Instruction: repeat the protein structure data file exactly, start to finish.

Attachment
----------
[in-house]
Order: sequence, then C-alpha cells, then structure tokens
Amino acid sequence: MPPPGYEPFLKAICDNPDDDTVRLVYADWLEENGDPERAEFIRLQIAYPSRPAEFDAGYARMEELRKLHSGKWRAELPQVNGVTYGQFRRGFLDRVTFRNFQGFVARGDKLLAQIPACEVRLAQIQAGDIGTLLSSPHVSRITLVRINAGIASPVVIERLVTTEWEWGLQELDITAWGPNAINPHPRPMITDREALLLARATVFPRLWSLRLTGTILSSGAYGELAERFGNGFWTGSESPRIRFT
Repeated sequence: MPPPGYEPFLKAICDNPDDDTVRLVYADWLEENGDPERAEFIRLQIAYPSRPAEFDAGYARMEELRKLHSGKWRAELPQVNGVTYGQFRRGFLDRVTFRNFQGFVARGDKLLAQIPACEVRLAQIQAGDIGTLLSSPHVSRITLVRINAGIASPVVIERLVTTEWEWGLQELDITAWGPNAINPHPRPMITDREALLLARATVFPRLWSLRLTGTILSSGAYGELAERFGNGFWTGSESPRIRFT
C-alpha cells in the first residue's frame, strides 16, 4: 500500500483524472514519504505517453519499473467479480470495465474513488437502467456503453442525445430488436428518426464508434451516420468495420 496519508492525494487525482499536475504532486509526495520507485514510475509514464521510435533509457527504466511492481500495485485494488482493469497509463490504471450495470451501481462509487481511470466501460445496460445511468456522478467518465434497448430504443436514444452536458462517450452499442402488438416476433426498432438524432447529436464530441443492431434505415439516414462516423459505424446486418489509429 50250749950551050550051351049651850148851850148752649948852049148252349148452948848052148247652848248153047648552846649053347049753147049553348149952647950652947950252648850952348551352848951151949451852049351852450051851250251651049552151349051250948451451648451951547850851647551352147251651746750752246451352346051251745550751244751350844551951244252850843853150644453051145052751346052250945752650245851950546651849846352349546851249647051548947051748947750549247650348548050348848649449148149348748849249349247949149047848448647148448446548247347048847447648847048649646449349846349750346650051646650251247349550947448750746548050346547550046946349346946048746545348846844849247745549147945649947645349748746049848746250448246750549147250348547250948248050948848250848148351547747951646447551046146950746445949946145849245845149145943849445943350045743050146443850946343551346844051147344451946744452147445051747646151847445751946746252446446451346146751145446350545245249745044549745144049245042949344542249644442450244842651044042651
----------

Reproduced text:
[in-house]
Order: sequence, then C-alpha cells, then structure tokens
Amino acid sequence: MPPPGYEPFLKAICDNPDDDTVRLVYADWLEENGDPERAEFIRLQIAYPSRPAEFDAGYARMEELRKLHSGKWRAELPQVNGVTYGQFRRGFLDRVTFRNFQGFVARGDKLLAQIPACEVRLAQIQAGDIGTLLSSPHVSRITLVRINAGIASPVVIERLVTTEWEWGLQELDITAWGPNAINPHPRPMITDREALLLARATVFPRLWSLRLTGTILSSGAYGELAERFGNGFWTGSESPRIRFT
Repeated sequence: MPPPGYEPFLKAICDNPDDDTVRLVYADWLEENGDPERAEFIRLQIAYPSRPAEFDAGYARMEELRKLHSGKWRAELPQVNGVTYGQFRRGFLDRVTFRNFQGFVARGDKLLAQIPACEVRLAQIQAGDIGTLLSSPHVSRITLVRINAGIASPVVIERLVTTEWEWGLQELDITAWGPNAINPHPRPMITDREALLLARATVFPRLWSLRLTGTILSSGAYGELAERFGNGFWTGSESPRIRFT
C-alpha cells in the first residue's frame, strides 16, 4: 500500500483524472514519504505517453519499473467479480470495465474513488437502467456503453442525445430488436428518426464508434451516420468495420 496519508492525494487525482499536475504532486509526495520507485514510475509514464521510435533509457527504466511492481500495485485494488482493469497509463490504471450495470451501481462509487481511470466501460445496460445511468456522478467518465434497448430504443436514444452536458462517450452499442402488438416476433426498432438524432447529436464530441443492431434505415439516414462516423459505424446486418489509429 50250749950551050550051351049651850148851850148752649948852049148252349148452948848052148247652848248153047648552846649053347049753147049553348149952647950652947950252648850952348551352848951151949451852049351852450051851250251651049552151349051250948451451648451951547850851647551352147251651746750752246451352346051251745550751244751350844551951244252850843853150644453051145052751346052250945752650245851950546651849846352349546851249647051548947051748947750549247650348548050348848649449148149348748849249349247949149047848448647148448446548247347048847447648847048649646449349846349750346650051646650251247349550947448750746548050346547550046946349346946048746545348846844849247745549147945649947645349748746049848746250448246750549147250348547250948248050948848250848148351547747951646447551046146950746445949946145849245845149145943849445943350045743050146443850946343551346844051147344451946744452147445051747646151847445751946746252446446451346146751145446350545245249745044549745144049245042949344542249644442450244842651044042651